Blast from the Past: Keeping Promises
Editor’s note: At the initiative of ALBA board member Chris Brooks, who maintains the online biographical database of US volunteers in Spain, the ALBA blog will be regularly posting interesting articles from historical issues of The Volunteer, annotated by Chris. As we approach the anniversary of the Belchite Offensive which began on August 24, 1937, we publish Bill Bailey‘s promise to Bill McCarthy to return his ashes to the Spanish earth and, in particular, to Belchite where the two survived the Nationalist counterattack.
A Promise Remembered
[Originally published in The Volunteer, Volume 10, No. 2, August 1988.]
It was 27 years ago that Bill McCarthy put the question to me: “. . . if I pass on before you, would you promise me, now, that you will get my ashes to Spain and bury them at Belchite so I can rest at peace among my brave comrades and friends who died in the war . . . ?
I looked at him to see if he was serious, or if it was some more of his Irish humor. He was serious. Very serious.
“Of course, “ I replied. How dare I say no to such a serious request of an old comrade and soldier. “I’ll see to it personally.”
Well, Bill’s final wish was carried out. On April 25th, at that war-torn wreck of a city, Belchite, about a hundred yards from the church bell tower, in precisely the same fox-hole I shared with McCarthy, Joe Bianca, Al Kaufman, Emery Reddon, “Coffe-An” Nelson, Mike Pappas and a few others, McCarthy’s ashes found their final resting place.
It was a cold, chilly morning. Rain came down gently at first and then commenced to pour and soon the rubble of a city that personified the force and brutality of Franco Fascism took on a muddy character.
I suppose I could have sprinkled his ashes around the city and leave it to the rain and wind to mix it with the Spanish earth, but I felt that Bill had left the decision with me and I concluded that his passing should have a little more meaning than a mere sprinkling of his ashes. Belchite in the heart of the Aragon, was left in ruins. It remains in ruins to this day. Franco wanted a symbol of his power, his strength to suppress and destroy. Belchite remains at this moment the way it looked when he lobbed his last shell at the city to rout the Republican forces. Unlivable. But it also represents something to us. It was city that we started out to liberate on our way to Zaragossa and eventually, we hoped, the rest of Spain.
It was also, to many newer members of the Abraham Lincoln Battalion, our second battle, with Quinto being the first. Belchite was not easy to take. The battle was tougher, longer. We lost a larger number of comrades. But, in the end we won the city.
It gave us a good feeling of accomplishment. To us it meant one more nail in the coffin of Fascism. It also gave us a feeling of knowing ourselves and our fellow comrades.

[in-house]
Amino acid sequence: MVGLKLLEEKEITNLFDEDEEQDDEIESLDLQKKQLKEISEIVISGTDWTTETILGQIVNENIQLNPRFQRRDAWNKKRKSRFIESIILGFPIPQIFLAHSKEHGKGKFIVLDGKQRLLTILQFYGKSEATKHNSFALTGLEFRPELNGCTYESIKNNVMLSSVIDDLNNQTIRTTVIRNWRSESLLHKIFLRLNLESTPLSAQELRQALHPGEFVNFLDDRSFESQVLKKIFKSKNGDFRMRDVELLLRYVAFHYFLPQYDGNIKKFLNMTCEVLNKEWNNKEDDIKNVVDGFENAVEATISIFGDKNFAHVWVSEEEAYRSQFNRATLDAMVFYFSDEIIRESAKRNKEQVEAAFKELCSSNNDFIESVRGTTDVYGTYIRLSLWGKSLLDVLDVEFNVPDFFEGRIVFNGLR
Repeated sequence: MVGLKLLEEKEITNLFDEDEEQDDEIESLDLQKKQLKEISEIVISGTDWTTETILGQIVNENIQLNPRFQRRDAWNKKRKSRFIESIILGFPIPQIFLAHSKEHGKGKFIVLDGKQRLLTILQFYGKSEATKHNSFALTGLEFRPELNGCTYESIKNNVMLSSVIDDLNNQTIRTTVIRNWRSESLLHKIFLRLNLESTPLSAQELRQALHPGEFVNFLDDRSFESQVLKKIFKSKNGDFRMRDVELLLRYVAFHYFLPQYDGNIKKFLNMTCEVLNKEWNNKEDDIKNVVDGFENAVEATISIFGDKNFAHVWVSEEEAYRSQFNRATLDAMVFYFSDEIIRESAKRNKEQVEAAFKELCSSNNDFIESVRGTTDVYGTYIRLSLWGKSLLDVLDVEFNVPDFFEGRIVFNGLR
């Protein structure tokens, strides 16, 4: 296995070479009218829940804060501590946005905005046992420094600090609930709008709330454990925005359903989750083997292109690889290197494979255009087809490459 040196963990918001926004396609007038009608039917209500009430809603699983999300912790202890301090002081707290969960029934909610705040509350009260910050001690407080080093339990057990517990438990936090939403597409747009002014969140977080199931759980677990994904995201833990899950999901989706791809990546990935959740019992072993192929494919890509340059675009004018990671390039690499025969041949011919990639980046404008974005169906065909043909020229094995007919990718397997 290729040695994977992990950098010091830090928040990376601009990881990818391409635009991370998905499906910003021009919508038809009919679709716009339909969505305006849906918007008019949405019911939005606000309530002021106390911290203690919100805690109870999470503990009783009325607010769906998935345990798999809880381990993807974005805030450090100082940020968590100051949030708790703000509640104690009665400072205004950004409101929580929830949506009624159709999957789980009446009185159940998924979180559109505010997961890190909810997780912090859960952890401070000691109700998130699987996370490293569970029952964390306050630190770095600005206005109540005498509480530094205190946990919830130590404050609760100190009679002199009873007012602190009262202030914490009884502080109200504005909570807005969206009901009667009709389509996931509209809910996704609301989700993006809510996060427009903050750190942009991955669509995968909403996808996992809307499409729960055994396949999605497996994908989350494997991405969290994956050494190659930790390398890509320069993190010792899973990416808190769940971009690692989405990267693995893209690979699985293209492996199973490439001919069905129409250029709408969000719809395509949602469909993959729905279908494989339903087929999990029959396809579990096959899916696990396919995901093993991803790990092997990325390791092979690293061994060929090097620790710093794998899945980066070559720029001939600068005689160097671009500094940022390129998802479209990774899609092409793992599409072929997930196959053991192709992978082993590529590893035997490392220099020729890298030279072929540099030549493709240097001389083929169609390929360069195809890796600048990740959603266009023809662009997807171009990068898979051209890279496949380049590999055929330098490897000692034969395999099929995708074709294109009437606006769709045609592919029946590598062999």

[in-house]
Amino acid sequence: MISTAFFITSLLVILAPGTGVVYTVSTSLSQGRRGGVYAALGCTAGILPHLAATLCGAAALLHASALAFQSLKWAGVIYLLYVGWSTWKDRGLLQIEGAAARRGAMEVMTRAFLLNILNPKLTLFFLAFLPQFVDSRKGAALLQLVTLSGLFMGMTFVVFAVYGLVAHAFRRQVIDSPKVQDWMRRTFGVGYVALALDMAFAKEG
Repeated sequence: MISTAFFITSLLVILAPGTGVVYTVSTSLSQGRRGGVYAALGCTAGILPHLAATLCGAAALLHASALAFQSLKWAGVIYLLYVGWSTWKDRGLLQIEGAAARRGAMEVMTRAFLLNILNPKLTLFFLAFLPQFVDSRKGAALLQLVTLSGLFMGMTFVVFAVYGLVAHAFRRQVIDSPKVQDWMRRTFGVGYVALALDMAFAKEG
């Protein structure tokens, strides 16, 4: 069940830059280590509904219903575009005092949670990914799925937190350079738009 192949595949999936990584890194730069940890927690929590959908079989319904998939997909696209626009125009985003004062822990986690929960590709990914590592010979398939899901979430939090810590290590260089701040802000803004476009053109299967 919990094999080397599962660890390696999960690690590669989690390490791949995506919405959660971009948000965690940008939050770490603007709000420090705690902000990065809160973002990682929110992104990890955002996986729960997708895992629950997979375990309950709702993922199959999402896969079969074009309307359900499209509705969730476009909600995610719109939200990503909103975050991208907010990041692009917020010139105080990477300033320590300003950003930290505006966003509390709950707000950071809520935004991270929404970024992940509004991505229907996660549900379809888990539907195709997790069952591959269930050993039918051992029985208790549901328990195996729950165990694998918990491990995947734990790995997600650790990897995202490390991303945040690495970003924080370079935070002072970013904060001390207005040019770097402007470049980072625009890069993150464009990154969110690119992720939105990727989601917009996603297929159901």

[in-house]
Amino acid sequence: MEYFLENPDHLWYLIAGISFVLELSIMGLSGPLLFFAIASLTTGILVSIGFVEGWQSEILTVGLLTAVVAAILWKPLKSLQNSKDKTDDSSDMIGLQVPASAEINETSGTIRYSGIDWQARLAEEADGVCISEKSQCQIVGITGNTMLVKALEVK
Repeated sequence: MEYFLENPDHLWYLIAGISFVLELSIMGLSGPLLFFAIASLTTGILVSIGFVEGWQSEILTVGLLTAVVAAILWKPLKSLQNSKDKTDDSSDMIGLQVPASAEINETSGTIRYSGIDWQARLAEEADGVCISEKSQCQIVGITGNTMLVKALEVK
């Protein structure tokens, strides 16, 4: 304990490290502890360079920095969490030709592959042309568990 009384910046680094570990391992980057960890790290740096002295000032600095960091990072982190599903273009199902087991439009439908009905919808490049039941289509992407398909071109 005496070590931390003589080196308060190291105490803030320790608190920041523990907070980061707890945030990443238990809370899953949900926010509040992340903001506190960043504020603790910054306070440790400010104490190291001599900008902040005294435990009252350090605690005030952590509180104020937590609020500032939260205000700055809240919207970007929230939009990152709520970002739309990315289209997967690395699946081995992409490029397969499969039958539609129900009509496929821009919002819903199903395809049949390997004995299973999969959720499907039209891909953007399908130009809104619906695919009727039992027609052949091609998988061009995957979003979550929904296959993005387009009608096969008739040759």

McCarthy made his contributions for that cause. He did other things too, besides his volunteer service in support of the Spanish Republic. He did his share of helping to organize the National Maritime Union and make it a formidable force for bettering the economic and political life of many American seamen. He did his part too, in protesting America’s role in the Korean War. In one such demonstration in New York City, he was beaten by the police so severely that one eye was made useless and he would endure devastating neck and back pain for the rest of his life.
With all that in mind, I felt that since Belchite was so meaningful to us, (and soon perhaps, it will be made into a National Park or War Memorial, according to those in the know in Spain) and since thousands of natives and tourists visit Belchite yearly, I decided that something of a continuing or lasting monument should be left to Bill’s contribution and memory so that the oncoming generations, be they native or foreign, could see his “rock-pile” and read the inscription which says:
Bill McCarthy 1912-1987
Voluntario Soldat De Las Brigadas Internationale, Battalon Lincoln-Washington, EEU.
“That my ashes be buried in Spain so that I can be among my brave comrades and friends who fought and died in the war”… 1936-1939…(April 25, 1988)
And so it was that, from amid the rubble of Belchite, a hole was dug, his ashes buried. Some four feet of rock was piled neatly over the spot an a marker placed on top. A promise had been kept. Bill’s wish had been carried out. He has now found his true peace, among his fallen comrades. And while the wrecked city of Belchite remains Franco’s symbolic solution, Bill McCarthy’s “pile of stone” will surely signify that as long as there are men in this world like the Francos and the Hitlers there are people like Bill McCarthy who will always defy them. AND THAT IS OUR FAITH FOR THE FUTURE.